A research paper published in the Internal Medicine Journal of the Royal Australian College of Physicians last month calls for Australian doctors to recommend e-cigarettes to patients who are unable to quit smoking. The paper, which was written by associate professor Dr Colin Mendelsohn of the University of NSW, is partially based on a study that found smokers who switched to electronic cigarettes in Australia enjoyed a number of important health benefits. Lower blood pressure, improvements in conditions such as asthma and COPD, increased lung function and improved cardiovascular health were among the benefits observed in the test group. According to USA and UK studies, the newer models of e-cigarettes on the market are also making it easier for smokers to quit nicotine altogether.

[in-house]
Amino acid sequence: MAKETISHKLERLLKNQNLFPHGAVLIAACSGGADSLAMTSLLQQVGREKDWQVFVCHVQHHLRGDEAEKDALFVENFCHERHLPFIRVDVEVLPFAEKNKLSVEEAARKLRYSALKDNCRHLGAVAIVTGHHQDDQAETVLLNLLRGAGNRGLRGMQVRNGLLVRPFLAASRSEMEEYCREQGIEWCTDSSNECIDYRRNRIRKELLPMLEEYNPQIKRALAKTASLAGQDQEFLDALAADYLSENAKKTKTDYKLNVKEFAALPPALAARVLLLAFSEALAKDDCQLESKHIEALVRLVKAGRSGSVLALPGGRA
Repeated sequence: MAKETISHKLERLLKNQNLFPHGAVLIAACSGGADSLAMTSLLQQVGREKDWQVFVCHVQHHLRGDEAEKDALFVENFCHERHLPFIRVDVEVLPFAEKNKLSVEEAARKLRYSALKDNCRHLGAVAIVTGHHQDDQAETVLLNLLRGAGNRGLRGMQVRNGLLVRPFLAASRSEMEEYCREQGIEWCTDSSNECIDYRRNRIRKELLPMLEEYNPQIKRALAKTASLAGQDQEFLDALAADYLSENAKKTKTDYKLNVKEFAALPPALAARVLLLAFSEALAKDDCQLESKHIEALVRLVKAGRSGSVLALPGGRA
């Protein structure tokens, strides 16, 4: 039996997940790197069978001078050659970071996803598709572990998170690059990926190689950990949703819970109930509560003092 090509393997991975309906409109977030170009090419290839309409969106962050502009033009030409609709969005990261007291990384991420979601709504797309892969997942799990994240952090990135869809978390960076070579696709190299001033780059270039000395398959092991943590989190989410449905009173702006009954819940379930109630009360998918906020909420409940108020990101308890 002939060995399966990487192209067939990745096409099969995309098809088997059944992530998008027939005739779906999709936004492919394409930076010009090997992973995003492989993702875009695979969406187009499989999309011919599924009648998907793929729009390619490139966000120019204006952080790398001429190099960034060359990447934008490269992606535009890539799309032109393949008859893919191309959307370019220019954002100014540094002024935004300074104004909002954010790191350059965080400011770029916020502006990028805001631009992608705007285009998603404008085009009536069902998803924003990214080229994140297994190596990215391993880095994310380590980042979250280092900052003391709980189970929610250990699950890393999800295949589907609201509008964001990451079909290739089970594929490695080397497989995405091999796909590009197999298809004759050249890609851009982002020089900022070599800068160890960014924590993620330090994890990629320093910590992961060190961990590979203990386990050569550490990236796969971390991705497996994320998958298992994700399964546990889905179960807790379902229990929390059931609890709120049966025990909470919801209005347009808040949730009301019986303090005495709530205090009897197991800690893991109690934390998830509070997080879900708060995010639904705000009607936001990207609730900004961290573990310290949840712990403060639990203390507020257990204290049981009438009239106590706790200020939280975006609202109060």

The Australian Medical Association is, however, yet to come out and recommend electronic vaping devices in Australia, only going as far as to say that smokers should quit. The AMA has stated that further research on the health risks associated with e-cigarettes needs to be conducted, this despite the fact government agencies in countries such as the UK have taken a more positive stance concerning vaping, following studies that show it is more than 95% safer than smoking tobacco products.
Dr Colin Mendelsohn believes the AMA’s approach is a classic example of the type of “group think” that delayed the introduction of compulsory seat belt laws and other important legislation in Australia in the past. He also went on the record as saying that the medical association’s “stop smoking or die” policy was unhelpful to the millions of Australian people who still smoke, two third of who can expect to die prematurely as a result of their habit. Whether the Australian government will eventually follow the lead of more progressive-thinking health agencies in other Western countries remains to be seen.